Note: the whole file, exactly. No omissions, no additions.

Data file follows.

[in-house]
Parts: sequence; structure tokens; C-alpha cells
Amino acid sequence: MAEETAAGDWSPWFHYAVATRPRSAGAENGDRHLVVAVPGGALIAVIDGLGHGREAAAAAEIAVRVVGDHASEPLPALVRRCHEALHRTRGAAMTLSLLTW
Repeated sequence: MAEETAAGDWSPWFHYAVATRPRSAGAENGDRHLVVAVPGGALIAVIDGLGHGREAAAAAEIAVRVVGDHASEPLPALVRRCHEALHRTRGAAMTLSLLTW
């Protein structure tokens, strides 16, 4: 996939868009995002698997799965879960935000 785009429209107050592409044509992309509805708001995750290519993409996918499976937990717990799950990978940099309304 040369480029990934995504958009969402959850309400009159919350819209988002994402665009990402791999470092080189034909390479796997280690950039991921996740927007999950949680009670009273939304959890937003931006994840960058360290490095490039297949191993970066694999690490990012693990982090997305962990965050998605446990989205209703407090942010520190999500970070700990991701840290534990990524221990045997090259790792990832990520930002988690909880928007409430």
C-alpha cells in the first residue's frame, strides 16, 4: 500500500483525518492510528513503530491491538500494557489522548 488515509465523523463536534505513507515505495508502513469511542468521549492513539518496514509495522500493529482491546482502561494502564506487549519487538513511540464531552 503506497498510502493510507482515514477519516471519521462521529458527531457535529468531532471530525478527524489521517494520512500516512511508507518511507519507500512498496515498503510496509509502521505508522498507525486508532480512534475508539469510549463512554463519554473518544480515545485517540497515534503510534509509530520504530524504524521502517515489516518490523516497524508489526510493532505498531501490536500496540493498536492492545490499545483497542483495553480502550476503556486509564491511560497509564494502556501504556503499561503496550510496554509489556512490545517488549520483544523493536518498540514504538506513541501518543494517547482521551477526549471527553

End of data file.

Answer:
[in-house]
Parts: sequence; structure tokens; C-alpha cells
Amino acid sequence: MAEETAAGDWSPWFHYAVATRPRSAGAENGDRHLVVAVPGGALIAVIDGLGHGREAAAAAEIAVRVVGDHASEPLPALVRRCHEALHRTRGAAMTLSLLTW
Repeated sequence: MAEETAAGDWSPWFHYAVATRPRSAGAENGDRHLVVAVPGGALIAVIDGLGHGREAAAAAEIAVRVVGDHASEPLPALVRRCHEALHRTRGAAMTLSLLTW
């Protein structure tokens, strides 16, 4: 996939868009995002698997799965879960935000 785009429209107050592409044509992309509805708001995750290519993409996918499976937990717990799950990978940099309304 040369480029990934995504958009969402959850309400009159919350819209988002994402665009990402791999470092080189034909390479796997280690950039991921996740927007999950949680009670009273939304959890937003931006994840960058360290490095490039297949191993970066694999690490990012693990982090997305962990965050998605446990989205209703407090942010520190999500970070700990991701840290534990990524221990045997090259790792990832990520930002988690909880928007409430």
C-alpha cells in the first residue's frame, strides 16, 4: 500500500483525518492510528513503530491491538500494557489522548 488515509465523523463536534505513507515505495508502513469511542468521549492513539518496514509495522500493529482491546482502561494502564506487549519487538513511540464531552 503506497498510502493510507482515514477519516471519521462521529458527531457535529468531532471530525478527524489521517494520512500516512511508507518511507519507500512498496515498503510496509509502521505508522498507525486508532480512534475508539469510549463512554463519554473518544480515545485517540497515534503510534509509530520504530524504524521502517515489516518490523516497524508489526510493532505498531501490536500496540493498536492492545490499545483497542483495553480502550476503556486509564491511560497509564494502556501504556503499561503496550510496554509489556512490545517488549520483544523493536518498540514504538506513541501518543494517547482521551477526549471527553